I first saw the ABC mini-series in the mid '80s. It's still one of my favorites today. Then, I read the book when I was 19. John Jakes has such a knack for bringing history to life. He interweaves fictional with historical characters so easily. You get such a sense of the turbulence in the years leading up to the Civil War. This book and the entire trilogy is what prompted me to become a History major. This was my second time reading the book, and I loved it even better that the first because I [...]

    20. Brecht Denijs on said:

      What a great book. I was first introduced to this series in the form of a costume drama on tv which my grandparents liked to watch. I enjoyed it as well so I decided to give the first book a go. Again the old saying is proven true: the book is always better. Such a well built story against a great historical background, well written, great variety of characters and a great dealing of entertainment from history and philosophy to sex and violence. It is an intruiging portrayel of the USA right bef [...]

    21. Wendy on said:

      I'm not going to finish this, I've finally decided, and I'm sick of seeing it on my 'currently reading' list when I'm totally not. The mini-series outstrips the novel by miles--don't even bother, just go watch the mini-series.Technically, this still counts as a 'read' book to me because I had already read it a long time ago and just didn't remember what it was like. Well, it's awful, in my opinion.

    22. Judi Anne on said:

      This is my second time around reading this wonderful novel, preceding the The Civil War, of the Mains of South Carolina and the Hazards of Pennsylvania. I enjoyed it just as much if not more than the last time.

    23. Tom Duggan on said:

      I am a big John Jakes fan and he has written a masterful trilogy on the American Civil War. Any of John Jakes books are both educational and entertaining.

    24. Sandra on said:

      FICTION/ HISTORICAL LITERATUREPart 1 of the North and South trilogy.The North and South trilogy tells the story of two families before, during, and after the American Civil War. The two families in question, the Mains from the Southern state of South Carolina and the Hazards from the Northern State of Pennsylvania, are bound together primarily through the friendship of their second-eldest sons Orry (Main) and George (Hazard), who meet at the beginning of the book, in 1842, at the West Point Mili [...]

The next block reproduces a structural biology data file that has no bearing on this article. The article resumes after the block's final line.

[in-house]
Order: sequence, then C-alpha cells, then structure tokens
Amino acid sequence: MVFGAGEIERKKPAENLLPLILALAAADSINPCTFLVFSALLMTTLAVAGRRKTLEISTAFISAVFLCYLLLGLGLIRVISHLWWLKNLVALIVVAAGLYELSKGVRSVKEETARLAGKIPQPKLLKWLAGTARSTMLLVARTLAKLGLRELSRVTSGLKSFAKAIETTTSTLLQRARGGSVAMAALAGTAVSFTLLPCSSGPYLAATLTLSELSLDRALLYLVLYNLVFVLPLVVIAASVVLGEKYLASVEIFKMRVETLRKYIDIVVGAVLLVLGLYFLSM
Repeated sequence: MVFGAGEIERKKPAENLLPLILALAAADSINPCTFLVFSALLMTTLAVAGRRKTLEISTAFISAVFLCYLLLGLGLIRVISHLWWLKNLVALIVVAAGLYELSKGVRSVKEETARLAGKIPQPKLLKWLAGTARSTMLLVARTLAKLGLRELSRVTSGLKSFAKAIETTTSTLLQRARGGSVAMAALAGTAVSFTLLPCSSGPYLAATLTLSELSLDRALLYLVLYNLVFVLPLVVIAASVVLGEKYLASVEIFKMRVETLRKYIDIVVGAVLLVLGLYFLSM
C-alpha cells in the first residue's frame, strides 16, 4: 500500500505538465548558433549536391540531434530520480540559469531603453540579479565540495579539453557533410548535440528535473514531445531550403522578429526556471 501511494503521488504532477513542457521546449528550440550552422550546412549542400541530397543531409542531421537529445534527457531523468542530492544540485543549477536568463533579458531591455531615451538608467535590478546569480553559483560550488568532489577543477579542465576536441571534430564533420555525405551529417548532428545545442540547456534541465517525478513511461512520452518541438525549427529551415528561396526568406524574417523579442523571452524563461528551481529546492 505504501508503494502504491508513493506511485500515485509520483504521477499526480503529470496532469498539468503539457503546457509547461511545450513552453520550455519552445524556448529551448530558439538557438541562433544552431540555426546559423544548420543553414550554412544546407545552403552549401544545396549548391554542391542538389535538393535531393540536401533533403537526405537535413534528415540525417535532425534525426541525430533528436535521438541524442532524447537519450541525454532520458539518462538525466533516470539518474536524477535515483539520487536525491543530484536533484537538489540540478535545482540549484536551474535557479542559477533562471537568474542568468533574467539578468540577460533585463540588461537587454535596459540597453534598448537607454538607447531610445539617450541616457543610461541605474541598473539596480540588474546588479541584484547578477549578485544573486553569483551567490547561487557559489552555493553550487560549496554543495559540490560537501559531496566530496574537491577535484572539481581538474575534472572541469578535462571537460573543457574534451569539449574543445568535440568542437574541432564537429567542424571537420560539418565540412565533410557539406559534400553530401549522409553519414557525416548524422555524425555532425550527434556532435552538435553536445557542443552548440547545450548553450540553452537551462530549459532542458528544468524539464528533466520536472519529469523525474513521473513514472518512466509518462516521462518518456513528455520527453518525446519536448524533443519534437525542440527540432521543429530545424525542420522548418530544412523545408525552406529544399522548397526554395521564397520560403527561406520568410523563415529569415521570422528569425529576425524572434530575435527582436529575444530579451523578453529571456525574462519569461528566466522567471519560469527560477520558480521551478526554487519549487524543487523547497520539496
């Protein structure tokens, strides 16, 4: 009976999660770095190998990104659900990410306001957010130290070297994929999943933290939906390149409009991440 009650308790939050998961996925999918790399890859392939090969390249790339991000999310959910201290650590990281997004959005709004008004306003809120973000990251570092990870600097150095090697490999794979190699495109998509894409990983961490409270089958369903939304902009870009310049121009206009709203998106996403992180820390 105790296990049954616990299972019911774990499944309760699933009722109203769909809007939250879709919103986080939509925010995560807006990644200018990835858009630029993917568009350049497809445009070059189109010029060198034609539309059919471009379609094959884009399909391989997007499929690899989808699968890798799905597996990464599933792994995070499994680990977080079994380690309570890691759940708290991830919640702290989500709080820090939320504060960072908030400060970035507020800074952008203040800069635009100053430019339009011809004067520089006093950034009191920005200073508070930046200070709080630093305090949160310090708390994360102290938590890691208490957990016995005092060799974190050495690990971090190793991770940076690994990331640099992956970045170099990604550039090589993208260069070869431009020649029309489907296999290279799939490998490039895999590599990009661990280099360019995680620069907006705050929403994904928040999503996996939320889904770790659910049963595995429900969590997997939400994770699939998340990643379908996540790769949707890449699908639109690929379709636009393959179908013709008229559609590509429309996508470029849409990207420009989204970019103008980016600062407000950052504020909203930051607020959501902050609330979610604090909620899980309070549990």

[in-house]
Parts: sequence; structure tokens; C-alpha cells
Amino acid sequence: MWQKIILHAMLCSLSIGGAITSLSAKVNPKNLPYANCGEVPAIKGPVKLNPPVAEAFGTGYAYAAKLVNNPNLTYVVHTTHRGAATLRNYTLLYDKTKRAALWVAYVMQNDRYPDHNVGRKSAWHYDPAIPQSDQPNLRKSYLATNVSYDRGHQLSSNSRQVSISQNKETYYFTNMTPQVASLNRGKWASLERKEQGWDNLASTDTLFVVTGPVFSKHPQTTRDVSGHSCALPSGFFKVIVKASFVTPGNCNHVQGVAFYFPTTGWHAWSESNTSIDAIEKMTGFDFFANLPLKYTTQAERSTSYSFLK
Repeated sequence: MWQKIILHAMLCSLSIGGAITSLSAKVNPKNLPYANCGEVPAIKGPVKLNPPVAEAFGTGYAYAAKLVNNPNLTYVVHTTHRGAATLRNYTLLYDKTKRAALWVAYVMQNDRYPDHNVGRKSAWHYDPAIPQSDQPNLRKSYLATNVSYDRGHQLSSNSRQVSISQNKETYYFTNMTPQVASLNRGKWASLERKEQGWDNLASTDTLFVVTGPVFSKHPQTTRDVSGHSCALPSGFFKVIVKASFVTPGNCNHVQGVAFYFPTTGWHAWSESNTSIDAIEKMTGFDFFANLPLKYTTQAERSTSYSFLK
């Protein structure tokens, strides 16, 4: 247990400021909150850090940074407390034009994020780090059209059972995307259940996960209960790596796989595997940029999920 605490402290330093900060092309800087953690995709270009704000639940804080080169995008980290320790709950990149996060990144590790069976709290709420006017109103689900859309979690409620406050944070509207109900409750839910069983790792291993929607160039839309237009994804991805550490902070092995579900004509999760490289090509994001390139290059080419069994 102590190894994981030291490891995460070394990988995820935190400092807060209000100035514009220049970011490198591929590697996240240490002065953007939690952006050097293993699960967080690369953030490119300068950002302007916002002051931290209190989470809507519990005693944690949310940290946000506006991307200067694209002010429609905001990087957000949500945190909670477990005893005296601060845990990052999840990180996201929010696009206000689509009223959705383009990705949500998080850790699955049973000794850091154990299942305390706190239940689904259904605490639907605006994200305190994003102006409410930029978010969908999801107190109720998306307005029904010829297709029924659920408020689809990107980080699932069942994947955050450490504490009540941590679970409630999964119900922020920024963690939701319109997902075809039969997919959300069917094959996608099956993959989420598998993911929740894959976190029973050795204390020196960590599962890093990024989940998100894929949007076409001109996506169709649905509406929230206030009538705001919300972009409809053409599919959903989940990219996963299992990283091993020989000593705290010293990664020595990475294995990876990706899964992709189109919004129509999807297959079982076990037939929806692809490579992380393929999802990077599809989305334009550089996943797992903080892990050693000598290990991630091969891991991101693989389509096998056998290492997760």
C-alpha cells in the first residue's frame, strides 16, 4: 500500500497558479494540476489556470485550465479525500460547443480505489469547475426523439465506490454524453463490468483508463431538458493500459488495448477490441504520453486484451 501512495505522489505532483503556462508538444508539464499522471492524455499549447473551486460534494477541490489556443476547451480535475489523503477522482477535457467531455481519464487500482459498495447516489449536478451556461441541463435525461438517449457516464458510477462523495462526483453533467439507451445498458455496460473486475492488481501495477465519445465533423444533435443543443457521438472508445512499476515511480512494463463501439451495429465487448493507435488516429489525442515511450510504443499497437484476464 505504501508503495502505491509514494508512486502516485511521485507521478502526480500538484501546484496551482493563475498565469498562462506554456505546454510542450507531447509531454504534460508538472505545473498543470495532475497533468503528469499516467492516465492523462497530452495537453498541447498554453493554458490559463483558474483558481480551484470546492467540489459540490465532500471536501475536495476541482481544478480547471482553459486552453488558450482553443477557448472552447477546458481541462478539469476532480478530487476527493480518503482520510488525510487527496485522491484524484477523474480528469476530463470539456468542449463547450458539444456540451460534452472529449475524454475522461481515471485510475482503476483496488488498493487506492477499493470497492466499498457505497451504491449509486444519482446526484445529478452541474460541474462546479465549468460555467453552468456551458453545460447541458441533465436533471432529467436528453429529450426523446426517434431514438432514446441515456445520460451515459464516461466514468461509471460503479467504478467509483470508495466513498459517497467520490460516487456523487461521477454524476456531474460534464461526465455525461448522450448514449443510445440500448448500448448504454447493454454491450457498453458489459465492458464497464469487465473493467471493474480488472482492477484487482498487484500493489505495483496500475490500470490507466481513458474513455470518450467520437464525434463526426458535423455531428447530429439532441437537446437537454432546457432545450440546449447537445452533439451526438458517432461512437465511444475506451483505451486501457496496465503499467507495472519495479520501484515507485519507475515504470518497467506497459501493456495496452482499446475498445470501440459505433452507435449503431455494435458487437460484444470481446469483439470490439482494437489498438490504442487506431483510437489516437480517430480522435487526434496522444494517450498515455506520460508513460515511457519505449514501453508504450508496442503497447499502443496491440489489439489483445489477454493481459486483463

25. Sandy Vaughan on said:

      If you saw the movie, wipe it from your mind and then read this trilogy! All the characters are so real. You may not know what they are going to do but it sure makes sense when they do it. In the beginning you meet 2 young West Point cadets. These men and their families you will follow from before, during, and after the Civil War. And be glad you are getting them now. I tried not to read them until I had all three, I thought i had learned my lesson from the Kent Family Chroniclesbut no! I had to [...]

    26. John Harder on said:

      My girlfriend recommended this book to me, and I am appalled that her lily-white and pure hands ever held such a dirty book. There is plenty of stirring of loins and heaving of breasts in this bodice ripper. Jakes throws in a history lesson so you do not feel as guilty about a guilty pleasure. Might I add, I plan on reading the other two books in the trilogy. No one would ever accuse Jakes of writing literature, but this novel accomplishes its purpose. His primary goal is light entertainment sur [...]

    27. Roxanne on said:

      Wow, this one surprised me - I've had this book on my TBR list for years, and finally picked it up, not thinking I would like it as much as I did. The author does a great job of character building so that you have villains and protagonists to root for an against that are from both sides of the Mason-Dixon line, which is not easy to do for a book about the Civil War. This book was all about the history leading up to the start of the war, which isn’t often covered and was at times chilling. I pa [...]

    28. Marion Marchetto on said:

      Although this series has been available for quite some time, I have finally undertaken the reading of this epic story. When I saw that the first book had 883 pages I almost swooned. So much for a quick read! thought I. But I chipped away page by page and was soon finished. I must credit John Jakes with creating an historically accurate story so interesting, and characters so complex, that I simply had to keep reading. I was compelled to do so. The Hazards and the Mains have been part of my life [...]

    29. Deanna on said:

      I really enjoyed this book more than I expected. I have seen the miniseries and was surprised by what it left out. It also saddened me a bit to see parallels between the 1850's and today. Some quite shocking for 2016. Let's hope we don't head down the same road as last time! Recommend? Yes, and watch the miniseries first.